They wake up Rory and all dance through a gazebo decked out with twinkling lights in an exceptionally precocious musical montage that would be absolutely insufferable were Luke and Lorelai not finally getting married, goddammit, and so you were weeping at the beauty instead of rolling your eyes.
Afterwards, Rory and Lorelai are sitting on the steps of the gazebo, the same steps they were sitting on in the first scene of the revival. Lorelai just finished talking about how happy she is. "Mom?" Rory says. "Yeah?" Lorelai replies. "I'm pregnant." Lorelai turns to her in shock. Cut to black.
If a final scene is meant to cause a stir, this one certainly succeeds.
It has the effect of everyone looking at each other eliciting a symphony of gasps and huhs and WTFs, living rooms in simultaneous face spasms with eyebrows raising willy nilly. You want to get a reaction with these last moments, and the most audacious of creatives will challenge the audience to respond viscerally, even if that means every laud of creative genius is contrasted with a jeer and an eye roll. Think The Sopranos, speaking of cutting to black.
It's sure to be polarizing. It's also a kind of fascinating choice.
First of all, can we talk about Rory is totally stealing Lorelai's thunder? Geezus, kid, this woman gave up her entire adult life, always put her happiness on the back burner, so that you could have every luxury and advantage that a 16-year-old mother would have to work 10 times as hard in order to give you. Can she have one freaking day that is just about her?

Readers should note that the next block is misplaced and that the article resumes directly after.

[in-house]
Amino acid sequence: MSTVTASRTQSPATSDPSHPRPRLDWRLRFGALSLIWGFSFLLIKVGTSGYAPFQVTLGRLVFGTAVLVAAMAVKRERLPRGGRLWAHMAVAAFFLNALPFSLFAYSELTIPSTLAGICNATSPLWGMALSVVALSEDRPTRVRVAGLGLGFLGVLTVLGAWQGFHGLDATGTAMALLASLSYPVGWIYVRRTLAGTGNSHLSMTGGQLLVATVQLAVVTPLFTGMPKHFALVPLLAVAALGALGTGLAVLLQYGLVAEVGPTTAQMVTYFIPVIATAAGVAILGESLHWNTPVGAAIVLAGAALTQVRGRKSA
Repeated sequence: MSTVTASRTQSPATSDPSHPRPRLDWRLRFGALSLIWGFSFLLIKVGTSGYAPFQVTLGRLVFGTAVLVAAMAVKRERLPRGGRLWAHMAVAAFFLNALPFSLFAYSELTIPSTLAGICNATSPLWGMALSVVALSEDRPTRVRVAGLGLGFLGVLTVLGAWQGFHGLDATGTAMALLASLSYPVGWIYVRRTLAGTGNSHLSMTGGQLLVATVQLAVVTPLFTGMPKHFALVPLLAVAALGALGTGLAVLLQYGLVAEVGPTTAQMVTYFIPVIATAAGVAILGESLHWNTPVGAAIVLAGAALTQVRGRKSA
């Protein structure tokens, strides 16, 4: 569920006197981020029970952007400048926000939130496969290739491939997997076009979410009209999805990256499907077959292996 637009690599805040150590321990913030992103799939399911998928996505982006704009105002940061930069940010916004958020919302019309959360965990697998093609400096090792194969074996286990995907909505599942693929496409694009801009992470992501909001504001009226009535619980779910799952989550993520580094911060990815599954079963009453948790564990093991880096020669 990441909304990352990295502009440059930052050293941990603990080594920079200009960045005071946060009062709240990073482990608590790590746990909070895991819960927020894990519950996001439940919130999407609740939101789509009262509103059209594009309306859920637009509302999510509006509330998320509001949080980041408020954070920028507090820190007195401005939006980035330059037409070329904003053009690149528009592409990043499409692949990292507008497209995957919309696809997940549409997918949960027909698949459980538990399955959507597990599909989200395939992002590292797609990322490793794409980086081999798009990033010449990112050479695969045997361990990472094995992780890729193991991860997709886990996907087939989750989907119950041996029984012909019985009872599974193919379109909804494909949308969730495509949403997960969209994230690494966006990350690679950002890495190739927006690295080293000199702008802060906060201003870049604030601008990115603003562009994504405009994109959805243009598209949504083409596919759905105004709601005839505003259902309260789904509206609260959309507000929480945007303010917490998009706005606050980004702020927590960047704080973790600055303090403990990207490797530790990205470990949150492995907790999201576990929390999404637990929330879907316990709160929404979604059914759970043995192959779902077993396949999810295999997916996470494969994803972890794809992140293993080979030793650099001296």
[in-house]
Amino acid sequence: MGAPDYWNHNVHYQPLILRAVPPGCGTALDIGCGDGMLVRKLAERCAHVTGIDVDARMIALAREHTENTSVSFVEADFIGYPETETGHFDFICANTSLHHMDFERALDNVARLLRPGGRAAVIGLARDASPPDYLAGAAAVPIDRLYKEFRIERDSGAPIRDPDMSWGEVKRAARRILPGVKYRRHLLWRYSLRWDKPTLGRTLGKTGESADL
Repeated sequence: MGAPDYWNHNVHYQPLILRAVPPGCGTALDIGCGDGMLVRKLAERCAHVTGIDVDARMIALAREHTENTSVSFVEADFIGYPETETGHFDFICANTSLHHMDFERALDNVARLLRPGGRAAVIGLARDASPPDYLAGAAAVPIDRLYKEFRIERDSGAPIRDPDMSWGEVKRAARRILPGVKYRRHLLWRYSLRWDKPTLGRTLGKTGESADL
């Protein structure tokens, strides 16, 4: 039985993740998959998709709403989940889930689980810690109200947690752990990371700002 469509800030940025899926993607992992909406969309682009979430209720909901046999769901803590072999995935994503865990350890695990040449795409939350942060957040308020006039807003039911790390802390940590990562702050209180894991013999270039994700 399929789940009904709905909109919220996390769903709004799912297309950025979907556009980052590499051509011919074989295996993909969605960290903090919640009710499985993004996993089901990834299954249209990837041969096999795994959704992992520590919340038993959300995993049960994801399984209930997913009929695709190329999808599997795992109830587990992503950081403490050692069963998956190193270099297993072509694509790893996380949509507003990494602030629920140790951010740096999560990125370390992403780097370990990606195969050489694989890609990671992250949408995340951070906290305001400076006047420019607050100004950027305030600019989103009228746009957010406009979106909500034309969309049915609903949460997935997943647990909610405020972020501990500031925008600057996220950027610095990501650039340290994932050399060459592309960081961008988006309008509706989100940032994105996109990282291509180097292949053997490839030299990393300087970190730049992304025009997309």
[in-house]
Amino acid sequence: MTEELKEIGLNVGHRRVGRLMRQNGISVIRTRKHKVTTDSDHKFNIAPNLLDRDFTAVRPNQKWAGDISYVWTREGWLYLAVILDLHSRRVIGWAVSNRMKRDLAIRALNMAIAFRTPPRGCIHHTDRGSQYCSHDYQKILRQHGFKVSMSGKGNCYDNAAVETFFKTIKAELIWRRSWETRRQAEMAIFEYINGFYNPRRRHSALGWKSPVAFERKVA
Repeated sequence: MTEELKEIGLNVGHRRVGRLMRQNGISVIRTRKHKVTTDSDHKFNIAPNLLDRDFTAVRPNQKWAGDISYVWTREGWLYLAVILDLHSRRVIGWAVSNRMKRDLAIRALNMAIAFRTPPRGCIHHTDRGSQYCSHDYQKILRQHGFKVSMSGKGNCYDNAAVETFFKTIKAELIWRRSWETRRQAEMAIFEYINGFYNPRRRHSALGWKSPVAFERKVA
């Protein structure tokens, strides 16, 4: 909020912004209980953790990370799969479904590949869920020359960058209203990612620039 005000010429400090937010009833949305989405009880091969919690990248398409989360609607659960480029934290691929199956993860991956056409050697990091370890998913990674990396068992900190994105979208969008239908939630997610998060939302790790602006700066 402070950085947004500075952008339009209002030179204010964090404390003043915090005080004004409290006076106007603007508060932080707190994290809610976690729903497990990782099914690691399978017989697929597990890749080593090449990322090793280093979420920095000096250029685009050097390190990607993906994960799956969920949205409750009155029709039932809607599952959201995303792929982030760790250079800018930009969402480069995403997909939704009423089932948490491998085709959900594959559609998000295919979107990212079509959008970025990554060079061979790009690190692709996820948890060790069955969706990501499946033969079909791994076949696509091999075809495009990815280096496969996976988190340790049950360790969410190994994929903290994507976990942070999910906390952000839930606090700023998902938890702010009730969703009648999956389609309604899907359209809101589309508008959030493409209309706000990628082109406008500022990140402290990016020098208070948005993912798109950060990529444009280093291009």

Rory, of course, is the worst, and this is such a Rory thing to do. But that's the funny and deceptively brilliant thing about characters who are the worst. We only are irritated by them because we see so much of ourselves in them. It takes a clever writer to craft a character and resist the temptations to script out all the ugly narcissistic, selfish tendencies we all have without even realizing it (hence the narcissism). In that respect, Rory is a great character.
And now she's pregnant. It's to be assumed, of course, that the father is Logan. The timeframe matches that Rory's final tryst before saying what are to believe is a final goodbye to her engaged ex-boyfriend that she's been regularly sleeping with for an extended period of time (ugh, Rory!) would be the one that led to her pregnancy, and not her roll in the hay with a Wookie in New York City. We hope.
It's jaw-dropping news. It gives added weight, too, to the meeting that Rory has with her father, Christopher, the day before Lorelai's wedding. At first it appears that she wants to warn him about Lorelai's marriage so that he's not blindsided, and also ask him if it's OK that she put him in the book that she's writing about her life. But the questions she has for him, about how he felt about Lorelai's decision to raise her alone, suddenly take on new meaning: Rory is trying to decide how she will handle raising a child, and how her choices will affect the happiness of Logan, man she's always had affection for.
It's also important to remember that Amy Sherman-Palladino had these words, and Rory's pregnancy, in mind for a finale nine years ago, when Rory was 21 or 22 years old, just out of college, and about to join Barack Obama's presidential campaign bus as a reporter. She had just turned down Logan's marriage proposal. Every decision she had made was for a free, independent life. A baby at that time would have changed everything for a person so young, for whom that wasn't a consideration—as is the case for so many women and couples who encounter this surprise at that time of their loves.